Local residents give insight to Roy's daily life around the Victor Valley
By Rene De La Cruz
APPLE VALLEY REVIEW
As we near the Centennial Celebration of Roy Rogers’ birthday, a group of Apple Valley residents shared their memories of the places where Rogers left his footprints.
“I’ve been to a lot of places and when I tell them I’m from Apple Valley, people always bring up Roy Rogers,” said community leader Bob Tinsley. “Roy put Apple Valley on the map.”
"Roy Rogers represented an America that we all wanted to emulate – trustworthy, friendly and brave – a man who cared about his friends and neighbors and did his best to help them. He brought his reputation to the Victor Valley, and helped the world know that we shared his belief in the goodness of America and the value of respecting everyone for who they are."
— Congressman Jerry Lewis
Prayer, Kiwanis pancake breakfast, Sunset Hills Memorial Park, 24000 Waalew Road
8 to 10 a.m. — Roy Rogers Dale Evans Sunset Chapel at Sunset Hills. $5 donation.
Roy Rogers exhibit, Victor Valley Museum, 11873 Apple Valley Road
10 a.m. to 4 p.m. — Special Roy Rogers exhibit open to the public. Admission is free for ‘Roy’s guests.’
The widow of Gene Autry remembers Roy Rogers, Dale Evans
Note: Without Gene Autry, “the Singing Cowboy,” Roy Rogers might never have become a star. The Apple Valley Review spoke with Jackie Autry about movies and two American legends.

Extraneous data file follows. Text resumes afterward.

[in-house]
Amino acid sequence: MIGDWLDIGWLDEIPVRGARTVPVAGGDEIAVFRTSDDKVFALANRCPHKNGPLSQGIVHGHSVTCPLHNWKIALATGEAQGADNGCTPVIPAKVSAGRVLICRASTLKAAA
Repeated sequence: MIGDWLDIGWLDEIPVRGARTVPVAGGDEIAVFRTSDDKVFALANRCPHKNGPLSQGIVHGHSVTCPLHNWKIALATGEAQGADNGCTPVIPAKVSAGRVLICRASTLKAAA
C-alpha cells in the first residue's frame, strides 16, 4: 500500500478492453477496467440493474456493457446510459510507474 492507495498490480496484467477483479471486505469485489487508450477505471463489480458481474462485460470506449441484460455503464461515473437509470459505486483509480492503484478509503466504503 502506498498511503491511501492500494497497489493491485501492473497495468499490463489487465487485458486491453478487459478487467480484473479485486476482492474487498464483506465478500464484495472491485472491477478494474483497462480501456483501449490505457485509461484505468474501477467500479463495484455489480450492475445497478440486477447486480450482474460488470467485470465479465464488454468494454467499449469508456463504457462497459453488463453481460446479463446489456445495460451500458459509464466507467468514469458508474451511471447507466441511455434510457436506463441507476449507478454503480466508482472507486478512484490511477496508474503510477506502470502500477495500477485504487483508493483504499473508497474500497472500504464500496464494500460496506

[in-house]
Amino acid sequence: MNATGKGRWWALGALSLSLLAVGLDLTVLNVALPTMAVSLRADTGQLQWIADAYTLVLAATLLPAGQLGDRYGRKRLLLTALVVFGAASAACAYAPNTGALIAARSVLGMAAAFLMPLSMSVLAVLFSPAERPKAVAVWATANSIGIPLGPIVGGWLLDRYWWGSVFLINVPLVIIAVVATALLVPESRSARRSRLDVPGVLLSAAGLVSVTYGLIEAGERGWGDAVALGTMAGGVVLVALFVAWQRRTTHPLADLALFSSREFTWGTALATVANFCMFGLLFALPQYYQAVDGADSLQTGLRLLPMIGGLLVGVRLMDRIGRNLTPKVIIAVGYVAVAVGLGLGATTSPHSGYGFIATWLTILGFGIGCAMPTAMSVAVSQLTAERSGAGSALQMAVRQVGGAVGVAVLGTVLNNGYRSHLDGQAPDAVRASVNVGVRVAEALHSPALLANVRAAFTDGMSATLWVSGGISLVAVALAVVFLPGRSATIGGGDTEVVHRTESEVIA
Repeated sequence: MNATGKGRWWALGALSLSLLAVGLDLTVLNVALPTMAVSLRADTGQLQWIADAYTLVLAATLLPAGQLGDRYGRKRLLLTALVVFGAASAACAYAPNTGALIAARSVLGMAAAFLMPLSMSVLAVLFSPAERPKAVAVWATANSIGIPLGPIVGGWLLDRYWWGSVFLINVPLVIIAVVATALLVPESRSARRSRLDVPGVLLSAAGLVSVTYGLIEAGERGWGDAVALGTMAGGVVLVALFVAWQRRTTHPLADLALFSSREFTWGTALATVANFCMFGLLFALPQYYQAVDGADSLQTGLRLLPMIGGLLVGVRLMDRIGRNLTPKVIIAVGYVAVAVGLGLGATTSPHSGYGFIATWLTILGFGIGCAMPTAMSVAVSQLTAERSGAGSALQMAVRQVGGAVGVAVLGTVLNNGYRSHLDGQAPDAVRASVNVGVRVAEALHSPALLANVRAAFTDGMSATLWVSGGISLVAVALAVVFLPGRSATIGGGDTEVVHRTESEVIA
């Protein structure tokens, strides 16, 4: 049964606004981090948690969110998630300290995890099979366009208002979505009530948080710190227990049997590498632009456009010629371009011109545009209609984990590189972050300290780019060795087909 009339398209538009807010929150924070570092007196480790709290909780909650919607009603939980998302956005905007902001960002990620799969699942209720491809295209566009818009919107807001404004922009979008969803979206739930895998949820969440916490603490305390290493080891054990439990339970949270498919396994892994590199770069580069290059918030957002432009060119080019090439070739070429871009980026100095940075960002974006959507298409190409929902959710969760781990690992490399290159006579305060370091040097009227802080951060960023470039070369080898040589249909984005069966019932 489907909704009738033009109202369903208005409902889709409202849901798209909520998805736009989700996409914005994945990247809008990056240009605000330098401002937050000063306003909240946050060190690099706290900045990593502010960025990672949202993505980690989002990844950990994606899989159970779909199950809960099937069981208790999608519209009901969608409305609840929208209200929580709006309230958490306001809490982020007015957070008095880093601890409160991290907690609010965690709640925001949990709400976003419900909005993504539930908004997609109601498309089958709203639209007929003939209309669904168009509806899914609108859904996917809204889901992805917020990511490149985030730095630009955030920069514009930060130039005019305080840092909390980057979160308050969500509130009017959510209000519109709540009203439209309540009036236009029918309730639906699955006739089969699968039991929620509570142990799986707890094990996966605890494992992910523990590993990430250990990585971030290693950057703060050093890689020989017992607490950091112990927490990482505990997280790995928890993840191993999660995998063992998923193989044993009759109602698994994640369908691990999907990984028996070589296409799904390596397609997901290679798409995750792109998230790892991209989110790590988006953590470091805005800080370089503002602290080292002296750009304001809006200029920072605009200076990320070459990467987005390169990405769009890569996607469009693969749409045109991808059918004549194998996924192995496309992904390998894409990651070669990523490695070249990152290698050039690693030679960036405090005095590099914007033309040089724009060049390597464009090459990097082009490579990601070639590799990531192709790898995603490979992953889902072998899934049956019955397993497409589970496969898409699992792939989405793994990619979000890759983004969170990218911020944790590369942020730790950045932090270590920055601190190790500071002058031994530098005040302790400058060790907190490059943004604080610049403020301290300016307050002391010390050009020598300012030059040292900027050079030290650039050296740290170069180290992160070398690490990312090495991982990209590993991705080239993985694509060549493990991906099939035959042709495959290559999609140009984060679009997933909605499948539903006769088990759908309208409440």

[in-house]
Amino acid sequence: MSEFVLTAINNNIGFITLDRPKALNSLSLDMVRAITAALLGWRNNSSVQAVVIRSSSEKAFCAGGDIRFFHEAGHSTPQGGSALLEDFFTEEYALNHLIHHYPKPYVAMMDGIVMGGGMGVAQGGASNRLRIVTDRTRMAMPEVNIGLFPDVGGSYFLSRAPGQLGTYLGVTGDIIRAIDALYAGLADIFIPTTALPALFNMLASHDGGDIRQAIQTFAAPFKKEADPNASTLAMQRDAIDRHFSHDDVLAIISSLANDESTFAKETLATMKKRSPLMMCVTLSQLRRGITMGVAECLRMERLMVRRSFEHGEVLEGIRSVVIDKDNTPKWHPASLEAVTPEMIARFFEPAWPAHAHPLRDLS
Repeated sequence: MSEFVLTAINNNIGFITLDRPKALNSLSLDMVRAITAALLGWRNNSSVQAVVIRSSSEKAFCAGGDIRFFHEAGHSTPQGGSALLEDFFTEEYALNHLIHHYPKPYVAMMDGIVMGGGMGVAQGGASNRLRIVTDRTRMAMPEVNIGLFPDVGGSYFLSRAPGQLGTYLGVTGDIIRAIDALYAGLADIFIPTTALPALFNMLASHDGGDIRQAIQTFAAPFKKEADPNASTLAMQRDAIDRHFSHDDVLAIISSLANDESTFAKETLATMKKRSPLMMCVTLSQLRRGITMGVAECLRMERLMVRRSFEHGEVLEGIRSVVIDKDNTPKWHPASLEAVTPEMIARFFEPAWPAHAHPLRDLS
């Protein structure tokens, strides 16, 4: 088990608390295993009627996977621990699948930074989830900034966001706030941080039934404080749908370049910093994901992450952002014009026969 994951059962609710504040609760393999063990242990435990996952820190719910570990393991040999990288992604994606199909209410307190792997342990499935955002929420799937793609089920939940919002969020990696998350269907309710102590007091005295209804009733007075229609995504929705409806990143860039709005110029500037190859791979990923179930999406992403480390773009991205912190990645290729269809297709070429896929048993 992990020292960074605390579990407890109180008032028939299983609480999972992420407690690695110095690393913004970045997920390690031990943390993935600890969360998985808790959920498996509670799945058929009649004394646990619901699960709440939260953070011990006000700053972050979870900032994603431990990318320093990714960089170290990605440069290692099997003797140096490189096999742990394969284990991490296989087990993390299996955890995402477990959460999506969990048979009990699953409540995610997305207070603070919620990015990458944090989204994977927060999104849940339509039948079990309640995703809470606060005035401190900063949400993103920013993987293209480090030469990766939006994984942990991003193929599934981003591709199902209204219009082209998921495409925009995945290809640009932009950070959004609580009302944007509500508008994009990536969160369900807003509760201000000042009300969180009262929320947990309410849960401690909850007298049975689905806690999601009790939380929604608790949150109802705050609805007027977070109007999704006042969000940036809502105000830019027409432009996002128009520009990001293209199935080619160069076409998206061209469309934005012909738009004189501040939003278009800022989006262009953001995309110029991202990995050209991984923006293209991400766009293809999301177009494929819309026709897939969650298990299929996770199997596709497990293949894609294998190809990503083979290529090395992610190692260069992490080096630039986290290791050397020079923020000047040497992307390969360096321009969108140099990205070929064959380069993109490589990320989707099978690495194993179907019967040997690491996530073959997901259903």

Q: What were Gene's thoughts of Roy and Dale Evans?
A: Gene respected Roy and Dale and considered them good friends. It was a friendship that lasted from the time they met throughout their lives.
By Roy “Dusty” Rogers Jr.
SPECIAL TO THE APPLE VALLEY REVIEW
My very first visit to Apple Valley was in the ’50s. I was a young boy traveling with my father, Roy Rogers, to Big Bear, where he was filming “The Roy Rogers Show” for television. We would stop at the Apple Valley Inn for a grilled cheese and a Coke — that is, if I wasn’t car sick from riding the asphalt waves of Palmdale Road.
By Bill Hansen
SPECIAL TO THE APPLE VALLEY REVIEW
It was a short time after I had become Roy Roger’s pastor that he was admitted to the Little Company of Mary Hospital in Torrance. He was to undergo his first heart bypass surgery. The surgery was scheduled at an early hour on that Friday morning.
I was a cocktail waitress at a bowling alley in Pomona. There was a Citrus Belt Bowling tournament at the bowling center. Roy came in with his “side kicks.” What a funny bunch of guys they were. They would tell me jokes and had me laughing all night.
I was in the eighth grade and new to the area around 1983. Out of just pure luck I landed one of the best Daily Press paper routes in the High Desert. The boy I replaced told me I had Roy Rogers and Dale Evans were on my route. During my training phase, that lasted about two days, he told me as much history as he could about Roy and his living legacy.
Because I was young and really just interested in making money I ignored much of what he said. That was until I met Roy Rogers for the first time.
Let’s all go out, link hands, sing a chorus or two of “Happy Trails to You” and help give that old plug Trigger a home this Saturday. Son Dusty and his band The High Riders will be a singing and a whooping it up at Civic Center Park on Saturday for Roy Rogers’ 100th birthday celebration. We need to keep alive that link to Apple Valley’s past with Roy and Dale. That family-oriented western work ethic is what the town built its image upon.